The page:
Documentation is the first touch point for those curious about new software. This is especially true for APIs, because clear documentation makes it easy to understand and use them – it is often the make-or-break point for new users. As an increasing number of people read and use the documentation for the cognitive services that we deliver in the Watson Developer Cloud (WDC), the WDC documentation team receives plenty of feedback – some positive, some negative, but all useful. We want to learn from that feedback, and improve both the documentation and the experience of using it. Sounds something like the WDC services themselves, doesn’t it? Hey, people were cognitive first! At any rate, we continuously expand and revise the documentation for the WDC services to deliver the right information, in the right way, to a variety of different audiences. To help address the immediate needs of our developer audience, we’ve rolled out documentation updates across the WDC doc set, the most visible of which are the following:
  • Documentation for each service is no longer located on a single page. It has been divided into multiple files in order to unclutter the navigation for each service. This makes it easier for users to locate specific information with minimal scrolling.
  • Documentation for each service now begins with quick-start sections that explain how to get a sample application up and running on your system or in the Bluemix environment.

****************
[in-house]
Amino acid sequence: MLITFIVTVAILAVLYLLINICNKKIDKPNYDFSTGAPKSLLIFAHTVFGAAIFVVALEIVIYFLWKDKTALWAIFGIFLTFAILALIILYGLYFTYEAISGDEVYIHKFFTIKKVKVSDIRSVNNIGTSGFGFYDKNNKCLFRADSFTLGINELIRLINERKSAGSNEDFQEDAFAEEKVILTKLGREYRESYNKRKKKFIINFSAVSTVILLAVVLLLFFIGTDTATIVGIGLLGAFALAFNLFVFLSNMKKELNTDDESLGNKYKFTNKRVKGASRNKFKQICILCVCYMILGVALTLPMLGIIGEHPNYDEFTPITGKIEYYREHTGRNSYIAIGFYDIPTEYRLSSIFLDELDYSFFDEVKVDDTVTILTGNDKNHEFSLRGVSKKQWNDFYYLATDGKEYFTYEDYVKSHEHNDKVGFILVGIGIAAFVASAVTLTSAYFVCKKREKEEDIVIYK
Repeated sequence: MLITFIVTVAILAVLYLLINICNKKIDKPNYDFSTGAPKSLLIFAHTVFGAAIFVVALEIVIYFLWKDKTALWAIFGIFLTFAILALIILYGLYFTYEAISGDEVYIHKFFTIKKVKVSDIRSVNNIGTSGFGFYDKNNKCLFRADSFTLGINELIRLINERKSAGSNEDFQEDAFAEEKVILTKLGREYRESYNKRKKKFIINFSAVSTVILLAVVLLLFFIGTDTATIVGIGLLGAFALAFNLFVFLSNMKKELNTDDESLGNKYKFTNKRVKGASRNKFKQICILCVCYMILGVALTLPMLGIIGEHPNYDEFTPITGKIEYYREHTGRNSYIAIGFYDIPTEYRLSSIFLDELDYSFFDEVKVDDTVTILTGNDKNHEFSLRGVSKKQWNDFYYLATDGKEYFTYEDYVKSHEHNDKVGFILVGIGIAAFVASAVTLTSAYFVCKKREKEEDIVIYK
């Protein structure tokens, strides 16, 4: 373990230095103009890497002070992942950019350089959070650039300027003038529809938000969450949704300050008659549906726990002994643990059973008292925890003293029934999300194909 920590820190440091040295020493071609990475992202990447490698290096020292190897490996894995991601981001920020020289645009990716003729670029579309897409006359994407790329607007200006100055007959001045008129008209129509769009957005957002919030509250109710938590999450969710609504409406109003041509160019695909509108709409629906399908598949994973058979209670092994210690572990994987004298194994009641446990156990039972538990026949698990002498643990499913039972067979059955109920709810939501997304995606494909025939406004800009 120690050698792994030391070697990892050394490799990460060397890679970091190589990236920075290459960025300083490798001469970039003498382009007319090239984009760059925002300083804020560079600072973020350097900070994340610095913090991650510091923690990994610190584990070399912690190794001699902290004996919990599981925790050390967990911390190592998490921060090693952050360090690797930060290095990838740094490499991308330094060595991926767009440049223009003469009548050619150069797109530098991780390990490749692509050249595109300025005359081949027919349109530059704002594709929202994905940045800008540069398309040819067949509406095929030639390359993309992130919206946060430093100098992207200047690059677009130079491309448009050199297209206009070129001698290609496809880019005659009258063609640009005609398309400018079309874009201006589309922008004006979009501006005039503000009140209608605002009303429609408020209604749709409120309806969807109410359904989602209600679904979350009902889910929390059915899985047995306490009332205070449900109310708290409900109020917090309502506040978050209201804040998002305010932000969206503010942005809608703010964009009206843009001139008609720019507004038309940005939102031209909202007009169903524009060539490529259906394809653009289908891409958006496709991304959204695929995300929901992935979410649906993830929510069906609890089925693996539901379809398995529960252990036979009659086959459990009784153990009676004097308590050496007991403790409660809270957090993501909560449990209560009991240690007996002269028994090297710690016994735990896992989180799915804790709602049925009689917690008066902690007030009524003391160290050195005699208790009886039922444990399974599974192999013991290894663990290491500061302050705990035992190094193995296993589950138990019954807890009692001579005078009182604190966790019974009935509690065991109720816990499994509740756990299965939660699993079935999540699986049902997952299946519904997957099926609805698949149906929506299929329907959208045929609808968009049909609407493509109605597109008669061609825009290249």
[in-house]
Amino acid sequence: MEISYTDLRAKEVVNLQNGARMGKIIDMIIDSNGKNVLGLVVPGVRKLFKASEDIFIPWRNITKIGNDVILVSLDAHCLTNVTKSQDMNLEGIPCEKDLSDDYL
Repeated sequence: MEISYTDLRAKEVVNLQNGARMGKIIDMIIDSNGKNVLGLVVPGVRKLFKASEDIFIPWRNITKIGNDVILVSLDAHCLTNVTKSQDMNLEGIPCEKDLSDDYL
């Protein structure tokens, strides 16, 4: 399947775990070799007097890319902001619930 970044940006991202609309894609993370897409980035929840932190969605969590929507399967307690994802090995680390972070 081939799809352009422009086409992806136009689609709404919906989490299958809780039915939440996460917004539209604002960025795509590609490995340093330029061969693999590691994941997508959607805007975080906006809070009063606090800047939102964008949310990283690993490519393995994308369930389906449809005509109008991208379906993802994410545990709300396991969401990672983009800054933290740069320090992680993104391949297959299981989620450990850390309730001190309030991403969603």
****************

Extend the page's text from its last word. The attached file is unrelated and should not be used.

New sample menu
New menu updates.
In addition to these general improvements, we’ve also rolled out new showcase applications to the App Gallery portion of the WDC docs, and technical updates to the API reference material for services such as the Speech-to-Text and Text-to-Speech services. The WDC documentation team is very agile, delivering a continuous stream of major and minor improvements to the WDC docs. And we’re not done yet! Other improvements that are in the works will better identify the information that is most important for developers – and the information requirements of other audiences. Web-based documentation like the WDC docs isn’t just oriented towards developers, but also has to deliver information for business audiences (“How can WDC services help my business?”), CTOs and technical decision makers (“How can my applications benefit from the capabilities provided by WDC services?”, “How easy is it to integrate WDC services into my applications?”, “How much does it cost?”), and many others. Watch this space for more information about documentation improvements, refinements, and expansion. We definitely want to hear from you! If you have comments or questions, please post them in the Watson forums with the tag “Documentation”, or leave a comment on this post.

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